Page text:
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Steps to Prevent Firefighter Deaths in Truck Rollovers

NIOSH Update:

Contact: Fred Blosser (202) 401-3749
February 28, 2002

A new bulletin by the U.S. Centers for Disease Control and Prevention’s (CDC) National Institute for Occupational Safety and Health (NIOSH) recommends steps to protect firefighters from fatal injuries resulting from tanker truck rollovers.

From 1977 to 1999, 73 firefighters died of injuries after their trucks went out of control and rolled over, NIOSH reports in the document, “NIOSH Hazard ID: Fire Fighter Deaths from Tanker Truck Rollovers.” From an analysis of the incidents, NIOSH found that a number of factors may contribute to the risk of rollovers. For example, tanker trucks size, weight, configuration, and braking systems make them more difficult to control than passenger vehicles.

Among other recommendations developed with assistance from outside specialists in fire fighting and emergency vehicle safety, NIOSH suggests that:

  • Fire departments should develop, implement, and enforce standard operating procedures for emergency vehicles, including requirements for providing and using seat belts.
  • Fire departments should inspect and maintain tankers according to state and federal motor vehicle regulations, and National Fire Protection Association (NFPA) recommended standards.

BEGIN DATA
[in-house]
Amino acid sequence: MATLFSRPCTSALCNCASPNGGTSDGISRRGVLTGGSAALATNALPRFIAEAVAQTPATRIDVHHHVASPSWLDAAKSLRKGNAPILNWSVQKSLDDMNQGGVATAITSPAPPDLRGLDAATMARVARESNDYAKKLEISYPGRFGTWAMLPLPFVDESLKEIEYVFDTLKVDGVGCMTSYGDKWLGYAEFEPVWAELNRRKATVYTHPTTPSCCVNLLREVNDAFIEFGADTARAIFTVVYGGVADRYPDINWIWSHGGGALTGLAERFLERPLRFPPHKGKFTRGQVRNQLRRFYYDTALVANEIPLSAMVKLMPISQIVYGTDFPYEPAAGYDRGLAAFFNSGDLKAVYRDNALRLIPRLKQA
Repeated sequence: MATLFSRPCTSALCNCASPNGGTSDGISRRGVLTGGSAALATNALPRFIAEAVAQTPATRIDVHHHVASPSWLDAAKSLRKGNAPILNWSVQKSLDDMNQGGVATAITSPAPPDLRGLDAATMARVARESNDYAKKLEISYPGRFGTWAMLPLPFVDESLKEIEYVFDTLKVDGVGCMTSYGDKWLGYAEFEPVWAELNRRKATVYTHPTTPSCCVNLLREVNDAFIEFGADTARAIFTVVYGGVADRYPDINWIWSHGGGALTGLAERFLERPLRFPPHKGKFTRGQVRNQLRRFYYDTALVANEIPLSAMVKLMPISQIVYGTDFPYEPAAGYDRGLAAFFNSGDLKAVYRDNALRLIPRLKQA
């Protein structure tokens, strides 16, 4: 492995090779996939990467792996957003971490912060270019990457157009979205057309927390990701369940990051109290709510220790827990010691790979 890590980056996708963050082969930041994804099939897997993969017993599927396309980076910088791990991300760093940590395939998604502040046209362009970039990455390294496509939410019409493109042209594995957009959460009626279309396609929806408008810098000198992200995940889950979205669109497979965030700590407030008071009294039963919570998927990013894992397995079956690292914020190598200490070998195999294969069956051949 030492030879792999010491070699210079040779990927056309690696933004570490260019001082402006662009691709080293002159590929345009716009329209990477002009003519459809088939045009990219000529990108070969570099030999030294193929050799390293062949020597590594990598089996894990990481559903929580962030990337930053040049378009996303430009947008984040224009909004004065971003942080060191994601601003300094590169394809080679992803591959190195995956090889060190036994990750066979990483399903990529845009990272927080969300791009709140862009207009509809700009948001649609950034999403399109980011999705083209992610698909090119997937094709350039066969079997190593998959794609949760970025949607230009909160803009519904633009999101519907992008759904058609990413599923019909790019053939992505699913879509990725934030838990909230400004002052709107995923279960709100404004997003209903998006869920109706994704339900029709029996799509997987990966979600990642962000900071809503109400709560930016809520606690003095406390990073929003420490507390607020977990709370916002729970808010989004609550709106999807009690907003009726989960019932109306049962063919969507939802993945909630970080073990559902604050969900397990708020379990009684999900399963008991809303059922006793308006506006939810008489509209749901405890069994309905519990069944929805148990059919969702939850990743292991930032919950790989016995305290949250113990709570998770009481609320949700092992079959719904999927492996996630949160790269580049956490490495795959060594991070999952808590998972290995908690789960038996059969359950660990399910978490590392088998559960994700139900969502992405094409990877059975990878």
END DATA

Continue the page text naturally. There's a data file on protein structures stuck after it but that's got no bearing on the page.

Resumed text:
• Fire departments should verify that vehicles are properly designed, ensure that their fully loaded weight does not exceed chassis and axle weight ratings, and ensure that water tanks are properly mounted and are properly baffled to control the movement of the water they contain.
  • Tanker truck drivers should wear their seat belts, take training to meet NFPA requirements, and follow the training with refresher courses at least twice a year.

Tanker trucks require much more stopping distance than automobiles, and their air brake systems take longer to activate than the hydraulic/mechanical brake systems on cars, NIOSH notes in the bulletin. The amount of water in the tank and whether the tank is baffled also affect the amount of control the driver has over the truck.

The NIOSH Hazard ID also includes two case studies of fatal rollover incidents, drawn from NIOSH’s Firefighter Fatality Investigation Program. Under this program, NIOSH investigates incidents in which firefighters died in the line of duty, identifies factors involved in the deaths, and issues findings and recommendations to prevent similar deaths and injuries in the future.

DHHS (NIOSH) Publication No. 2002-111, is available by calling the NIOSH toll-free information number, 1-800-35-NIOSH (1-800-356-4674). It also is available on the NIOSH Web page .